Monday, August 23, 2010

Foreign Correspondents

According to Billy Baldwin, after Lady Kenmare died,

"Rory suddenly felt bored with all of France, including Paris. He just somehow just didn't know what kind of a place he wanted to go to, and he made a very quick and unfortunate decision to go to Ireland, only because there was a lovely house there that he wanted. It was one of the best examples in the world: never buy a house somewhere just because of the house - you must as well buy the place, the people, and everything about it. Rory took all his furniture with him to Ireland and his house there was a distinct failure."

In the annals of twentieth-century interior design, Roderick Cameron is more glimpsed than seen directly. That he was a big influence on Van Day Truex, Billy Baldwin and David Hicks is undeniable, and to read his essay on his house in Menerbes is to become aware of a decided disposition, a lover of gardens, of houses, and of friends.  A man who, because he was not a decorator by profession, is not counted amongst the good and the great, except by those that knew him. Cameron the man, the friend, the mentor, the decorator, the designer of houses, was clearly beloved by those who knew him well.

I often wondered what Roderick Cameron's house in Ireland was like - this "distinct failure"according to Billy Baldwin, though it is likely he meant the life lived in it rather than the house itself - but I could never find photographs until recently. Actually, I did not find them, they found me.

I've been corresponding with two people who worked for Roderick Cameron and very gratifying it has been, learning a little more about him - not the least for what I learned about double standards (not, I hasten to add, on the part of my correspondents). But more of that later...

Completely unexpectedly, there came an email from someone who'd commented anonymously here saying that she'd remembered seeing photos of Cameron's Paris apartment in an old magazine which, a couple of days later, having gone looking for it, she found in her library and was kind enough to scan and send to me.

I'll let her tell you:

"It's sychronicitous (is that a real word?), to say the least that I should have googled Menerbes and Les Quatres Sources more or less the same time you posted your blog. I hadn't done so for ages - but I was in France at the time (although in the Dordogne) so I suppose it was on my mind.

"... I seem to recall that there was also an article about Rory Cameron in a magazine called Connaissance des Arts, featuring his apartment in Paris - did you ever see that? He was also featured... under the heading, 'Who is the man with perfect taste?', mentioning his tablescapes and quoting the words of (the late) David Hicks, who was a guest at Les Quatre Source when I was there, with his wife, Lady Pamela. 

"At the time I was working there, I was really far too young to realize what an extraordinary place it was, which is why I didn't take many pictures. Of course, one didn't photograph things obsessively in those days, the way one does now, so maybe I wouldn't have anyway!"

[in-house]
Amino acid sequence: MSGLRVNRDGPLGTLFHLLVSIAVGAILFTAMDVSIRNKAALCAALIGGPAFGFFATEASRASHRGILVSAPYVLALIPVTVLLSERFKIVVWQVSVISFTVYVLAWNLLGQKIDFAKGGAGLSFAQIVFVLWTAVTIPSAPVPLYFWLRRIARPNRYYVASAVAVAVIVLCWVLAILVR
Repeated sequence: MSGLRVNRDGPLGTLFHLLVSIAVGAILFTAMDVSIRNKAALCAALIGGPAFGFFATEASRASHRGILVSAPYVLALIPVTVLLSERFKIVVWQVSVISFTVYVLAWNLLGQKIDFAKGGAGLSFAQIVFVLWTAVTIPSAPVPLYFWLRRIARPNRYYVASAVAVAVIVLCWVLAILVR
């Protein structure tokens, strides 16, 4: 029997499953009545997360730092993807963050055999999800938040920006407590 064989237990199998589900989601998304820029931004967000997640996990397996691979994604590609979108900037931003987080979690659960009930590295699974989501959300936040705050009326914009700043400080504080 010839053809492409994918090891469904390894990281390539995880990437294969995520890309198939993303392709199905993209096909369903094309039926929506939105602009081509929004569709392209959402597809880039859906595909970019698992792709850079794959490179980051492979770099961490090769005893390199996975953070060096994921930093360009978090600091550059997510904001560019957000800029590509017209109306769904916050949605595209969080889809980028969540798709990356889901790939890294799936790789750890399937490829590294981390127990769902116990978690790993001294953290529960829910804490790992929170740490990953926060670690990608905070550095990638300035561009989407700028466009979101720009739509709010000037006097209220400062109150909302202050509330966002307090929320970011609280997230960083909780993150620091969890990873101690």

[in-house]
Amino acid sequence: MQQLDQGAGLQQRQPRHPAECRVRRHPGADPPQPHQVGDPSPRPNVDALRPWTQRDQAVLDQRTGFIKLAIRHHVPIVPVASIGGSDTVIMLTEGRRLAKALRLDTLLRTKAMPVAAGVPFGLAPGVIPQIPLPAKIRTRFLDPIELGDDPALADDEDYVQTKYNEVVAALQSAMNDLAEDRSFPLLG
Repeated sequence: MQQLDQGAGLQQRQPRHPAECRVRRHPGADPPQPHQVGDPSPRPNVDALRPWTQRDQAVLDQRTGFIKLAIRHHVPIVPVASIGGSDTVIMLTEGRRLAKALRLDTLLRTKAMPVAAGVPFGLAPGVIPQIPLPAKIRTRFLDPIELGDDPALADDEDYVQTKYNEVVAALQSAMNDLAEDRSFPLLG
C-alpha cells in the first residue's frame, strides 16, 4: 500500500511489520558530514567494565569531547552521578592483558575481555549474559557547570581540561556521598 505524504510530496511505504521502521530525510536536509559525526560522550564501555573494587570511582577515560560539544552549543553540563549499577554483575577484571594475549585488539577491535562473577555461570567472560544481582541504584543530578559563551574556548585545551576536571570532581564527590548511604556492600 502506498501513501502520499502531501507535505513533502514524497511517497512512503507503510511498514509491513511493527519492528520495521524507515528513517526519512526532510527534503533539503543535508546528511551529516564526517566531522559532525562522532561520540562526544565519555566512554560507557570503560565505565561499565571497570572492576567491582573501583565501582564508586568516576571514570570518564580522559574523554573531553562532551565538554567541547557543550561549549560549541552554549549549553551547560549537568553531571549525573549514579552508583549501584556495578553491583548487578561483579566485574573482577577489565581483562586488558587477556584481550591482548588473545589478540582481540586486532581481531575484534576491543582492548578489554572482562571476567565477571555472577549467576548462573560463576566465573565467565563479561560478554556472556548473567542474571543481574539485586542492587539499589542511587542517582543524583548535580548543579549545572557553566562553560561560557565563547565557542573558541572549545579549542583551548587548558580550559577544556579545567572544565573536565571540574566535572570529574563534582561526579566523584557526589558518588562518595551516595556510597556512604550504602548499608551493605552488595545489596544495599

A few days later my out-of-the-blue correspondent added this:

"Hello - replying briefly in haste to tell you the astounding news that I have located the copy of Connaissance des Arts (Sept 1980), although it doesn't feature the Paris appt - don't know where I saw that - only Les Quatre Sources and RC's house in Ireland (Donegal). 

As I said, I have been corresponding with two people who worked for Roderick Cameron. Later this week  I shall post about what the second correspondent wrote. 


  1. what comes to you is always such a surprise! of course these rooms are perfect at least these images-nothing that does not say of the moment not to mention a man ahead of his time. we always take ourselves along with the furniture. I can not wait to see more and hear another account. Blue You are preserving something special that is hard to imagine in this day(as your benefactor said)- to be just about to slip away-gone with the magazine. pgt

  2. What a great piece of research, with fascinating results. Intrigued to learn of "part II" !!

  3. Such an interesting epistle. I can't wait to see what happens next!

  4. little augury, thank you. Roderick Cameron is proving to be very interesting in a couple of ways and I shall be writing more about him and probably his circle too.

    Columnist, thank you, it was research that found me rather than the other way round, and I am grateful for it.

    Daniel-Halifax, thank you. There will be more about Cameron.

  5. Hello Blue, I see my comment didn't register. I had missed the first leaf of this story with the sculptural staircase, so I'm glad this post brought me back to it. Your 'suite' is eagerly awaited!

  6. le style et la matiere, if you commented previous to this then you're right it did not register. I hope you did not think I was ignoring you! I'll catch up with Roderick Cameron on Friday.